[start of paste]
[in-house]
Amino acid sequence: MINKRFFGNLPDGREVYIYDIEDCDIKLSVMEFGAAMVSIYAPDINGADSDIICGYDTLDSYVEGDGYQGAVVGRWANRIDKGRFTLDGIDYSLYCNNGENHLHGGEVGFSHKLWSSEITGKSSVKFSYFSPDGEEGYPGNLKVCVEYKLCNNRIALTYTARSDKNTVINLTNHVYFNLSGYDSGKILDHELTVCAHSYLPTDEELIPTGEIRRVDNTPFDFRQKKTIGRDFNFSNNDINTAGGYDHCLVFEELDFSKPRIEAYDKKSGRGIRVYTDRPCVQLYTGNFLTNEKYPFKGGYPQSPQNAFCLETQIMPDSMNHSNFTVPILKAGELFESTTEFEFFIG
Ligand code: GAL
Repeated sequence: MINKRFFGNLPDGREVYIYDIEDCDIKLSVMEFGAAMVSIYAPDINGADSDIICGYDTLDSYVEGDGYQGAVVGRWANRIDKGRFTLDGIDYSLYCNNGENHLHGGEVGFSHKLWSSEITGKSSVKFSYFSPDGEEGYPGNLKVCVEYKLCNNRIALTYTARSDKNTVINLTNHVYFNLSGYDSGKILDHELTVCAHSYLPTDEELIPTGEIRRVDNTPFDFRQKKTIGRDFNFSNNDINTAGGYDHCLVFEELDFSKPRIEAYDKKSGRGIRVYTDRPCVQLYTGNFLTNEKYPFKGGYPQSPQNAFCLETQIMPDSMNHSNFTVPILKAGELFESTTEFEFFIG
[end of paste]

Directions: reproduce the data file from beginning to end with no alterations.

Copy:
[in-house]
Amino acid sequence: MINKRFFGNLPDGREVYIYDIEDCDIKLSVMEFGAAMVSIYAPDINGADSDIICGYDTLDSYVEGDGYQGAVVGRWANRIDKGRFTLDGIDYSLYCNNGENHLHGGEVGFSHKLWSSEITGKSSVKFSYFSPDGEEGYPGNLKVCVEYKLCNNRIALTYTARSDKNTVINLTNHVYFNLSGYDSGKILDHELTVCAHSYLPTDEELIPTGEIRRVDNTPFDFRQKKTIGRDFNFSNNDINTAGGYDHCLVFEELDFSKPRIEAYDKKSGRGIRVYTDRPCVQLYTGNFLTNEKYPFKGGYPQSPQNAFCLETQIMPDSMNHSNFTVPILKAGELFESTTEFEFFIG
Ligand code: GAL
Repeated sequence: MINKRFFGNLPDGREVYIYDIEDCDIKLSVMEFGAAMVSIYAPDINGADSDIICGYDTLDSYVEGDGYQGAVVGRWANRIDKGRFTLDGIDYSLYCNNGENHLHGGEVGFSHKLWSSEITGKSSVKFSYFSPDGEEGYPGNLKVCVEYKLCNNRIALTYTARSDKNTVINLTNHVYFNLSGYDSGKILDHELTVCAHSYLPTDEELIPTGEIRRVDNTPFDFRQKKTIGRDFNFSNNDINTAGGYDHCLVFEELDFSKPRIEAYDKKSGRGIRVYTDRPCVQLYTGNFLTNEKYPFKGGYPQSPQNAFCLETQIMPDSMNHSNFTVPILKAGELFESTTEFEFFIG